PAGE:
Pergo right up to the fireplace and needs hearth instead [Archive] - Ceramic Tile Advice Forums - John Bridge Ceramic Tile

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Unregistered
07-11-2004, 01:01 AM
Hi.. a quick question for people who know.. :)

I am looking at a house I want to buy.. but the owners put down pergo flooring last year. When the installers came to the hearth around the fireplace, they told the owners that they didn't need a hearth and that the pergo would work just fine in its place.

I had the building inspector come, and he told me that not having any hearthstone on the floor under the fireplace is not up to code and is asking for trouble.

So.. what are the possibilities about fixing this? I don't know if there is still hearthstone under the pergo or if the floor installers ripped that up to put the pergo down.

I will be asking the owners to fix this. How would you recommend fixing a problem like this?

Would you just glue the new ceramic stone on top of the pergo? Would you cut away the pergo to 18" deep and to 6" on the sides of the hearth and re-lay the ceramic tile? What is involved if the flooring below the pergo is just concrete?

If they do the job themselves, how do I make sure that they use a ceramic tile I will be happy with?

If they offer me money to get it fixed myself, how much could it cost?

Thank you for any help or advice you have about this.

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tileguytodd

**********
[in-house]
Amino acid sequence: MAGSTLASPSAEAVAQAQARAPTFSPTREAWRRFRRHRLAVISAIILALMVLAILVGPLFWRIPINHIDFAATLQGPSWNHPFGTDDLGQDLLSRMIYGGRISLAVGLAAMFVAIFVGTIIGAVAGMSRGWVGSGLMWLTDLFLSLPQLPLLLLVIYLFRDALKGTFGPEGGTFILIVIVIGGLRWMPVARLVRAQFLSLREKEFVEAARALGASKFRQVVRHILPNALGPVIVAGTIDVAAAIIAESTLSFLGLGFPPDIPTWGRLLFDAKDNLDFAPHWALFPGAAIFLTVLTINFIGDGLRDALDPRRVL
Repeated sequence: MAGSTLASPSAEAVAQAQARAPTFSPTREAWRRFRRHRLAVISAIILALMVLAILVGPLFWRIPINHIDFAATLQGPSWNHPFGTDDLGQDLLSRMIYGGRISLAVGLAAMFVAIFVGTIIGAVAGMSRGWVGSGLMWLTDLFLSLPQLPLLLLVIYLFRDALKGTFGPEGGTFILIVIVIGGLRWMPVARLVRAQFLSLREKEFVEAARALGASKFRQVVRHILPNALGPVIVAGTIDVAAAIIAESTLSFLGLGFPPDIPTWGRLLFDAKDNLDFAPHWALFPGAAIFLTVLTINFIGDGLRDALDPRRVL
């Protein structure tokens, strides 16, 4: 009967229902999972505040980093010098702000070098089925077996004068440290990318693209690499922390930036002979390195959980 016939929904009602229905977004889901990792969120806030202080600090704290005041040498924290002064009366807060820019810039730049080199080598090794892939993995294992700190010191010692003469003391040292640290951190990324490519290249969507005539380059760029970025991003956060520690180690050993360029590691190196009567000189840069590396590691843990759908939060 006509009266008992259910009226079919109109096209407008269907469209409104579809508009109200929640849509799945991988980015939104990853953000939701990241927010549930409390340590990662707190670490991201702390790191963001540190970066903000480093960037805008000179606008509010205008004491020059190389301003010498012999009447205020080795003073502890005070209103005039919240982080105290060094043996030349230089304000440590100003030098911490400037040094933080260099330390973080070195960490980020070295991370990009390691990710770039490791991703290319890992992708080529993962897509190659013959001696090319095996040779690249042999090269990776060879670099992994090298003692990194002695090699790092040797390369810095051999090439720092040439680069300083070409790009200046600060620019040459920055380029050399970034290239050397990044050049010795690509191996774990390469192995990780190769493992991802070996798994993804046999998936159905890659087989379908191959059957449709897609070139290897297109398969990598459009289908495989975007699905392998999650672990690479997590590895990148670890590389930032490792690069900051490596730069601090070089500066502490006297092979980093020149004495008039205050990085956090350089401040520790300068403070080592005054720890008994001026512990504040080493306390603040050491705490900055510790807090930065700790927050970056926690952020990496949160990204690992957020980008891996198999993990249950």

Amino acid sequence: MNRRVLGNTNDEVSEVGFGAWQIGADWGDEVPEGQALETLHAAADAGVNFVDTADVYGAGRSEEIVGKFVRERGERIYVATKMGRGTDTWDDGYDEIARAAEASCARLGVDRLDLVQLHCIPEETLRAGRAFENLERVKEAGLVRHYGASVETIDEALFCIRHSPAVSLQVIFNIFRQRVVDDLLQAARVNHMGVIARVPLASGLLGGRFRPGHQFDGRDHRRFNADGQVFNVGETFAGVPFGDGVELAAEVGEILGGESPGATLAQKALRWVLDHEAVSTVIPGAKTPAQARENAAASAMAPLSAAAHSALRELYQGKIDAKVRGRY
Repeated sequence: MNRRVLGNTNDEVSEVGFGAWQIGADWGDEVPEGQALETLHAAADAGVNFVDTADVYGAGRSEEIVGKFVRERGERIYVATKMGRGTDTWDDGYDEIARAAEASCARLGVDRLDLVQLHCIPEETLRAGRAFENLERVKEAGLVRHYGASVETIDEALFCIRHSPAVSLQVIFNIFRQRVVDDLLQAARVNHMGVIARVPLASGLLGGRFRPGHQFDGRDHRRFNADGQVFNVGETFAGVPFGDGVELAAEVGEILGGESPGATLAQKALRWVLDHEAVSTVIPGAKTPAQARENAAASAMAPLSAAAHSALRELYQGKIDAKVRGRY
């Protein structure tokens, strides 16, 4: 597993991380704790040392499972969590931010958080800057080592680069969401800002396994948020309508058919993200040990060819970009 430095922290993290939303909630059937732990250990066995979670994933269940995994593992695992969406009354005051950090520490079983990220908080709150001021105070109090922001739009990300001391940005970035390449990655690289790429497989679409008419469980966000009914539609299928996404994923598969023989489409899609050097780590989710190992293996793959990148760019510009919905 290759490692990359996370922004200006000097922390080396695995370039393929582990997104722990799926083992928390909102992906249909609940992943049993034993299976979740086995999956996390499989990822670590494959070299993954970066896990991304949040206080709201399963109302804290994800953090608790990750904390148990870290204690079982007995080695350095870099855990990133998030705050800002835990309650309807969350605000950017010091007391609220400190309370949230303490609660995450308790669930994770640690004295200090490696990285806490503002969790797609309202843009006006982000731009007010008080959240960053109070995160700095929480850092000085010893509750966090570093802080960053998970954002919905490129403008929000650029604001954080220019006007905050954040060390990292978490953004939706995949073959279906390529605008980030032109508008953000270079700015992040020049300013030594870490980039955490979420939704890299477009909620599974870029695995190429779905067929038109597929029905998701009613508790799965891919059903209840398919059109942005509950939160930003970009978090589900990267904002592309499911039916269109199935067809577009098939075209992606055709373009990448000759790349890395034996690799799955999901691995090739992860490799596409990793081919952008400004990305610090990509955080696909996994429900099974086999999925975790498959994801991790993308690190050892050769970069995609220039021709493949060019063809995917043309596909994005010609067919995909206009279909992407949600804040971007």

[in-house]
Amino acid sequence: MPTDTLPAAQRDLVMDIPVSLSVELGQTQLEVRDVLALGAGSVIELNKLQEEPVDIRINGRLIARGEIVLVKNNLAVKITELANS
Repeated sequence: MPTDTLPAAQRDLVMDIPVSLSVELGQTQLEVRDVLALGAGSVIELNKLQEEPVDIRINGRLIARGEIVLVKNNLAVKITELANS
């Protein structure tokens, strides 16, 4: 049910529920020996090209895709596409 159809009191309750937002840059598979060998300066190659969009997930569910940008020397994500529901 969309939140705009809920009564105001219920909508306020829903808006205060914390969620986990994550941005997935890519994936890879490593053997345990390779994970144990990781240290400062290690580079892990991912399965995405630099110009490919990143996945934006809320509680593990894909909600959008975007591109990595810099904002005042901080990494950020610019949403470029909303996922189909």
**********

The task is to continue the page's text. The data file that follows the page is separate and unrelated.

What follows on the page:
07-11-2004, 07:02 AM
If you are looking for a quick fix to your problem you can set 2" thick Patio block directly on the floor and set your stove on this.
If you want a more permanent answer and more decorative,remove the Laminate in the area to be tiled,Or Build a raised framework add plywood 1/2" concrete board and tile.
Also, there are some pretiled fireplace pads available at fireplace shops that can be used and would be a halfway medium in cost.
some look very good but you need to assess wether they will suit your individual situation.These can also be placed directly on top of the pergo as they are not attached.

cx
07-11-2004, 08:58 AM
Don't think he's got a stove, Todd, sounds like a built-in fireplace to moi.

I'd want to cut out the Pergo. You can get trim strips to treat the edges (the Pergo is not attached to the floor at all, so you gotta do something with the edges).

Then tile over the concrete you find under there. If you don't find any concrete - - - well, then you have this other problem. Do you know what's under the rest of the floor?

How do you ensure that they install tile you'll be happy with? Well, I suppose you could threaten to kill them, but be sure the realtor isn't listening. :D

If you accept dinero in lieu of the repair, don't let the house burn down before you get it fixed. The inspector is correct and your insurance company ain't gonna be happy if they get holt of that report.

How much dinero? Dunno.

Mike2
07-11-2004, 09:54 AM
I agree completely with everything said. If the fireplace is relatively new it should be easy to get the installation instructions through the manufacturer's website which will spell out in detail all the necessary clearances to combustibles along with approved materials and installation methods. These instructions should be followed to the letter, by whomever doing the work. :nod:

Unregistered
07-11-2004, 08:28 PM
Thank you so much, each one of you, for your reply. The home is a Legends home, and the builder is still in the area, so I am hoping the homeowner will contact the builder and get the necessary information.

It looks like I will need to pay the building inspector to go back out and see if the job was done properly, along with the other things that need to be fixed before the closing.

Thank you for the other things I hadn't considered that you talked about.

This forum will be very helpful to me as a new homeowner, once the closing is complete.

Thank you again.. :)